Parading around the derelict salon of this decrepit house, Polat, not old enough to know the life his ancestors lived, bangs his family’s gold drum with gusto. His father Ali watches and, despite guarding his emotions, lets slip a smile.
A family from Homs sits in the small backyard of one of the houses. They are unregistered refugees. “We came here because we knew people in the area,” says the matriarch, a middle-aged lady in modest attire. The family pay 1,100 Turkish lira (Dh1,949) each month in rent to their Turkish landlord. “The neighbours are fine,” she adds. “They don’t speak Arabic and we don’t speak their language so we just nod at each other."
Ali, 42, was once a proud landowner who made his living by playing music, a trade he hopes to pass on to his sons Vurgun, 8, and Polat, 6. Ali and his family now live in a crumbling one-storey house just outside a new luxury condo complex in Sulukule, the setting of his former residence. His new “home” is separated from the place he was born and raised by a rickety fence made out of tin sheets. The view from his doorway is a constant reminder of his loss.
Read more: http://www.thenational.ae/world/turkey/wealthy-syrian-refugees-fill-the-gentrified-former-neighbourhood-of-istanbuls-displaced-romanies#ixzz31sRlbw25
Tsunami drill: not so hypothetical?
BYBLOS, Lebanon: A response training exercise aimed at dealing with a hypothetical tsunami inflicting heavy casualties and structural damage was performed Thursday in the coastal city of Byblos, north of Beirut.
Yet, although many scoffed at the prospect that such a disaster could strike Lebanon, which is bordered by the calm MediterraneanSea, experts believe the country faces a serious threat.
“A tsunami is very likely and scientifically certain to happen in the future in the eastern Mediterranean,” said Ata Elias, a geology professor at the American University of Beirut.
Thursday’s exercise simulated an earthquake measuring 7 on the Richter scale striking 200 km from the Lebanese coast and causing a tsunami to arrive 20 minutes later. Funded by the Swiss Development Agency through the UNDP, the training is part of a larger program run by UNDP’s Disaster Risk Management Unit in coordination with the prime minister’s office since 2010.
Read more: http://www.dailystar.com.lb/News/Lebanon-News/2014/May-09/255810-tsunami-drill-not-so-hypothetical.ashx#ixzz31sSFarmO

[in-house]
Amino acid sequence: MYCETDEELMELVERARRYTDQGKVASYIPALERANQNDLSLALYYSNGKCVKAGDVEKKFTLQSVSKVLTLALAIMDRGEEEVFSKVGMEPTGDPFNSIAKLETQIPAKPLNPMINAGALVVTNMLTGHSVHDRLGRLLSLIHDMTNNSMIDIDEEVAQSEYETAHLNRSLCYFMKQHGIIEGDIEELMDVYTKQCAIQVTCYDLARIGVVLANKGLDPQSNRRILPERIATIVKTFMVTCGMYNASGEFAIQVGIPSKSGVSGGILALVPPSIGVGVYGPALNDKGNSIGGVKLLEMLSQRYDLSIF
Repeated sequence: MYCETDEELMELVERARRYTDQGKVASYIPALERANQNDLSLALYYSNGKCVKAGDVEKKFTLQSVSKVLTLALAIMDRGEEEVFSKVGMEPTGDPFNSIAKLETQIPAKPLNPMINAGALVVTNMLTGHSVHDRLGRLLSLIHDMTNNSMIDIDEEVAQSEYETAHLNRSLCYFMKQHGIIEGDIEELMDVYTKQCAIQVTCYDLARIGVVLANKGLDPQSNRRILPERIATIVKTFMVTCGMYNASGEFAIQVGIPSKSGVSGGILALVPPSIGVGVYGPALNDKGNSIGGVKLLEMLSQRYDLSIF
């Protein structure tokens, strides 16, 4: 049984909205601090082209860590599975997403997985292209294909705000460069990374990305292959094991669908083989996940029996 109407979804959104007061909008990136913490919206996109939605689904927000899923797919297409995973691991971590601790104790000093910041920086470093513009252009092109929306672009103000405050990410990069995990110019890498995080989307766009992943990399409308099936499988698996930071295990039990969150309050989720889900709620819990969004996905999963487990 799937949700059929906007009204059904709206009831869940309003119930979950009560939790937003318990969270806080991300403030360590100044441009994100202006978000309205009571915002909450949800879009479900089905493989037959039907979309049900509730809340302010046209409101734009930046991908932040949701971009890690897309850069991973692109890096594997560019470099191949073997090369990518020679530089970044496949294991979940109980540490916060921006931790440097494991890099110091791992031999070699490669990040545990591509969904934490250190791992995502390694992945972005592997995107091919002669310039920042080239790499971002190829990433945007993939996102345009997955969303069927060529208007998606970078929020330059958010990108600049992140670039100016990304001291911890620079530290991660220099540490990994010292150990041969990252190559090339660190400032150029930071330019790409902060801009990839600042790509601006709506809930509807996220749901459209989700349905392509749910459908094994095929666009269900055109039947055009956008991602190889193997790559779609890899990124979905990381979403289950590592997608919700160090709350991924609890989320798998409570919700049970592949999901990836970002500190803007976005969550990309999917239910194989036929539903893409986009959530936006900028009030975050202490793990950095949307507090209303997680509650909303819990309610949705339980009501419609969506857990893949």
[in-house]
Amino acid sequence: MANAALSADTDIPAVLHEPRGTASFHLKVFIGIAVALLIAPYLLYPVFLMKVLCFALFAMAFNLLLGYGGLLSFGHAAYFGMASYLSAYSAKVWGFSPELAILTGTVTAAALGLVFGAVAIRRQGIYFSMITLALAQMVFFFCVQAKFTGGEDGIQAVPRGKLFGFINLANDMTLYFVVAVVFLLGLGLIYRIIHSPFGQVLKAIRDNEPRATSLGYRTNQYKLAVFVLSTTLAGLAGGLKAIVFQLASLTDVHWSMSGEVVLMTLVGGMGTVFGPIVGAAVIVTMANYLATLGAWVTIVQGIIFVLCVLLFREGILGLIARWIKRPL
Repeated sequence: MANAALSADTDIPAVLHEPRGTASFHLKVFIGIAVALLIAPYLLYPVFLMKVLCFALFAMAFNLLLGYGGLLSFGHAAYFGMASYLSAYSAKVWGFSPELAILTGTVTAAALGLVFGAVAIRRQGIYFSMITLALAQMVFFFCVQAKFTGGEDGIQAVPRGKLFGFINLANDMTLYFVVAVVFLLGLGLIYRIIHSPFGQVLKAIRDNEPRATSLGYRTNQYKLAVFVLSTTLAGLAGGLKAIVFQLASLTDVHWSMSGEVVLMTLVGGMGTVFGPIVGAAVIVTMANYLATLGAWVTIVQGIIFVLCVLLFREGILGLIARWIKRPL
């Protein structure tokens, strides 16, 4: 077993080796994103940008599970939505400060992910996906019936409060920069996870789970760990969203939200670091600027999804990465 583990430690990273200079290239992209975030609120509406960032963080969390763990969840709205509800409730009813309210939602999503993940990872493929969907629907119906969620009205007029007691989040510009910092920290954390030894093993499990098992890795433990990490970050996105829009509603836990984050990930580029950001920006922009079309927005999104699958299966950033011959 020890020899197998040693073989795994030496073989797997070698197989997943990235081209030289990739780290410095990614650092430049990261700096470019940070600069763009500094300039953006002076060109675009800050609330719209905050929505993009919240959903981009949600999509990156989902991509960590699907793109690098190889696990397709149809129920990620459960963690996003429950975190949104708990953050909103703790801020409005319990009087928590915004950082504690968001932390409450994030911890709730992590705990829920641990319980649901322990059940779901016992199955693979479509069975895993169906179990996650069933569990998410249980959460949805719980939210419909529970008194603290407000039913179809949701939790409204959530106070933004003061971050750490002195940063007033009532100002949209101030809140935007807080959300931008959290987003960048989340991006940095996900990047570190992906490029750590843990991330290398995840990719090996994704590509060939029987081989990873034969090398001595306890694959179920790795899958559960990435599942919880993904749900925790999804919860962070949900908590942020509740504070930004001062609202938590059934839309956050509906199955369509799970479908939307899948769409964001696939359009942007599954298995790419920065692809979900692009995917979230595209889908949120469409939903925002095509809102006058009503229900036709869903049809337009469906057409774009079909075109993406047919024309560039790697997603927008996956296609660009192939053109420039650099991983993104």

No identification? Stand at the back of the line
HALBA/Lebanon: While Lebanon was holding its last official census in 1932, Marwan Warideh’s grandfather, a native of the Wadi Khaled region located on Lebanon’s northern outskirts, went to his local mukhtar’s office in order to apply for identification.
When he arrived, however, he was told the census worker was taking a break. Unable to register himself or his family, all of them were left without any type of formal identification, effectively stateless, for the next 60 years.
At the time, Warideh said, it wasn’t such a big deal. These days, however, it is.
In Lebanon, stateless people tend to have a bleak future. They are deprived of a number of rights, such as receiving National Social Security Fund payouts when they get ill, and their chances of having a proper career are slim.
Read more: http://www.dailystar.com.lb/News/Lebanon-News/2014/May-13/256225-no-identification-stand-at-the-back-of-the-line.ashx#ixzz31sWtKqmD
Mayor pokes hole in Beirut bike path bid
BEIRUT: Beirut’s first bike lane was cast into controversy Tuesday, when the local municipality ordered its organizers to remove the bright blue paint from the sidewalk of the seaside Corniche area.
The bike lane was painted under an initiative put into action by G Association, a non-governmental organization that focuses on the environment and energy, but Beirut’s Mayor Bilal Hamad told The Daily Star that the NGO had not received the permission necessary to start their project.
“[The project] was authorized by the previous governor without taking the OK from the [municipal] council ... which is against the law,” said Hamad, adding that the Beirut municipality had been studying a request by the NGO to mark the lane but had not yet given the go-ahead.--
Power plant under fire as water pollution mars beach hotspot
JIYYEH, Lebanon: The sea surrounding a coastal power plant in Lebanon is being polluted, according to a statement issued by the Professional Divers Union.
The statement, released by union head Mohammad Sarji Tuesday, said a recent surge in pollution had come from the Jiyyeh power plant, south of Beirut, and accused those behind it of being “careless and irresponsible” about cleaning the plant’s machinery and smoke pipes and allowing the runoff to enter the sea.
Locals said large sections of the sea had been covered in an unidentified black substance, initially thought to be an oil spill, last Sunday.
“The sea and the shore were all covered in black,” said Malaz al-Ali, 30, an employee at a local cement factory, while he stood on the litter-strewn Jiyyeh beach. He added that the waves had washed the sea and shore clean since Sunday.
Locals interviewed near the power plant Wednesday said they first noticed the pollution Sunday, likening it to oil spills that once frequently plagued the coast in the area.
Read more: http://www.dailystar.com.lb/News/Lebanon-News/2014/May-15/256468-power-plant-under-fire-as-water-pollution-mars-beach-hotspot.ashx#ixzz31sXJZf00
(The Daily Star :: Lebanon News :: http://www.dailystar.com.lb)